Finally, hospitals and health centers can make policy decisions that send a message to their communities and to policy makers. For example, no hospital should house a McDonald’s on its premises; vending machines in health facilities should not contain soda; and every health center should feature in their waiting rooms posters and videos produced by the growing number of youth-led food counter-marketing campaigns.
On October 15th, Mayors or their representatives from 100 cities signed the Milan Urban Food Policy Pact. The pact noted that cities, which now house more than half the world’s population, “have a strategic role to play in developing sustainable food systems and promoting healthy diets.” While much of the pact focused on making healthy and sustainable food more available, some of the 37 recommended action steps set the stage for reducing promotion and availability of unhealthy food. For example, the Pact called on cities to “address non-communicable diseases associated with poor diets and obesity, giving specific attention where appropriate to reducing intake of sugar, salt, trans fats, meat and dairy products and increasing consumption of fruits and vegetables and non-processed foods.”
It also encouraged municipal governments to “explore regulatory and voluntary instruments to promote sustainable diets involving private and public companies as appropriate, using marketing, publicity and labeling policies; and economic incentives or disincentives; streamline regulations regarding the marketing of food and non-alcoholic beverages to children in accordance with WHO recommendations.”
Another recommended urged cities to “support short food chains, producer organisations, producer-to-consumer networks and platforms, and other market systems that integrate the social and economic infrastructure of urban food system that links urban and rural areas. This could include civil society-led social and solidarity economy initiatives and alternative market systems. “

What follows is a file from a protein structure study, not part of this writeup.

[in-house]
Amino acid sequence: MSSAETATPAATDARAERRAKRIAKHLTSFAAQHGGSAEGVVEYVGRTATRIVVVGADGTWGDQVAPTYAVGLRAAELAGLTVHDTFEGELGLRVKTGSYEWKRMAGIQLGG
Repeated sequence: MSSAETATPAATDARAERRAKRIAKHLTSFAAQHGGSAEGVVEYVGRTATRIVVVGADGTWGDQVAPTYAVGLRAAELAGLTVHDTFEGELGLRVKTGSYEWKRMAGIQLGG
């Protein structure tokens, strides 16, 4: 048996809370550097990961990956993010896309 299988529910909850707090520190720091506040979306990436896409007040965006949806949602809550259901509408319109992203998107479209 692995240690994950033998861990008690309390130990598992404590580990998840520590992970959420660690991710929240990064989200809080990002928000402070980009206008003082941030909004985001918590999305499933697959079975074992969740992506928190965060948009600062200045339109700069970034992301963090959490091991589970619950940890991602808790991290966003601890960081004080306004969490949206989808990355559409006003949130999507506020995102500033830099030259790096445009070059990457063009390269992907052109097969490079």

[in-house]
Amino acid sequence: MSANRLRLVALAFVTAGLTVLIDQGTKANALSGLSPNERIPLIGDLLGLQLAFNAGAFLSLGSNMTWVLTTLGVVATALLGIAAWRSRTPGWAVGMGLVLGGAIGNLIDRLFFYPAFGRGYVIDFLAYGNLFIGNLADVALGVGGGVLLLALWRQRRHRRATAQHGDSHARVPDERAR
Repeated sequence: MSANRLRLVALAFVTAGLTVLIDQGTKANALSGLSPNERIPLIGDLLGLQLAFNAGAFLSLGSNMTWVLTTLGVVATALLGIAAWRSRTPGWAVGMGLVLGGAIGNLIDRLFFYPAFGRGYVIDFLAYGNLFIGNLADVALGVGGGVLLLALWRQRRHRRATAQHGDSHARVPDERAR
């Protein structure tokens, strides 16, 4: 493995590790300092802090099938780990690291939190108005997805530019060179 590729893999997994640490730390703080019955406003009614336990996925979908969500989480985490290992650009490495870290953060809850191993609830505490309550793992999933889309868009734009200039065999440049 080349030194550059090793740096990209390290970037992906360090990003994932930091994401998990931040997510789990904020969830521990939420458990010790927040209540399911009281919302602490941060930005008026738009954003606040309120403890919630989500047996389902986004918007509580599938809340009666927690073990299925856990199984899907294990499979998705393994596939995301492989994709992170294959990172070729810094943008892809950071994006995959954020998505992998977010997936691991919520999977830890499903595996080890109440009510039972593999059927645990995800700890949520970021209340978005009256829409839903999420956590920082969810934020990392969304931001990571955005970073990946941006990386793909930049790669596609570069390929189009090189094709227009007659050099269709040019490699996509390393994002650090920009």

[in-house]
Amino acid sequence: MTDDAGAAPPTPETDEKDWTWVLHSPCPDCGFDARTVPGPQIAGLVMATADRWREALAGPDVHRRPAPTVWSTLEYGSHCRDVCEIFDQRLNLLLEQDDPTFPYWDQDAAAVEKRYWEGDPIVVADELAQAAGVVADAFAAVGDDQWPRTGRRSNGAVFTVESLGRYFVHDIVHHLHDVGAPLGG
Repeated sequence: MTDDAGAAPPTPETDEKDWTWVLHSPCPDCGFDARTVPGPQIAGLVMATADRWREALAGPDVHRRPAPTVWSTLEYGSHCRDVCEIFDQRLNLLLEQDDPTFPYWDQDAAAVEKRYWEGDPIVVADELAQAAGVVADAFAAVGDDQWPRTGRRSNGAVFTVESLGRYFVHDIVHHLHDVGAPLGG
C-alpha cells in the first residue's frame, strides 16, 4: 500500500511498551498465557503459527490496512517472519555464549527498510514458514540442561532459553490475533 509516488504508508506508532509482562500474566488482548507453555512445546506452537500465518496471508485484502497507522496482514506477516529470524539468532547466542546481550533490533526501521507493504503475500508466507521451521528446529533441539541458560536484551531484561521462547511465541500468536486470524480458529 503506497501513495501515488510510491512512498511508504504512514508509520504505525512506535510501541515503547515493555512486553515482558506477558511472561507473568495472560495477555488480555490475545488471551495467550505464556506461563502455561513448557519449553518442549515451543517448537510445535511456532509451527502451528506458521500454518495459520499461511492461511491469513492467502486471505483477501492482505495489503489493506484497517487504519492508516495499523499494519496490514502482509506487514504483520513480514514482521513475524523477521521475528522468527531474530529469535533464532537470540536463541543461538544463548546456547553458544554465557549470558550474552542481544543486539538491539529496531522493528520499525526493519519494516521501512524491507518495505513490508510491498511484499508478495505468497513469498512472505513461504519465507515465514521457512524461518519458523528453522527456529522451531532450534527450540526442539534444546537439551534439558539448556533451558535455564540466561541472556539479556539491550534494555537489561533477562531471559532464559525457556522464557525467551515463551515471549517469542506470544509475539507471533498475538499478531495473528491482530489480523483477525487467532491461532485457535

Finally the pact called on city governments to “review public procurement and trade policy aimed at facilitating food supply from short chains linking cities to secure a supply of healthy food, while also facilitating job access, fair production conditions and sustainable production for the most vulnerable producers and consumers, thereby using the potential of public procurement to help realize the right to food for all.
These recommendations provide a framework for city governments to define new roles in creating food systems and environments where healthy choices are easy choices and where municipal government uses its resources, mandates and authority to limit the rights of organizations and individuals to profit by encouraging products, practices and lifestyles that impose new health burdens on urban residents and new costs on their government and tax payers.
Promoting healthy food will always be easier than discouraging promotion of unhealthy food. But if we want to achieve our health and equity objectives as a city, nation and world, we’ll have to find a better way to balance these two essential goals. By exploring how health professionals and municipal governments, two of our society’s most powerful actors, can better contribute to this task, we can make progress in reducing the burden that unhealthy food imposes on our society.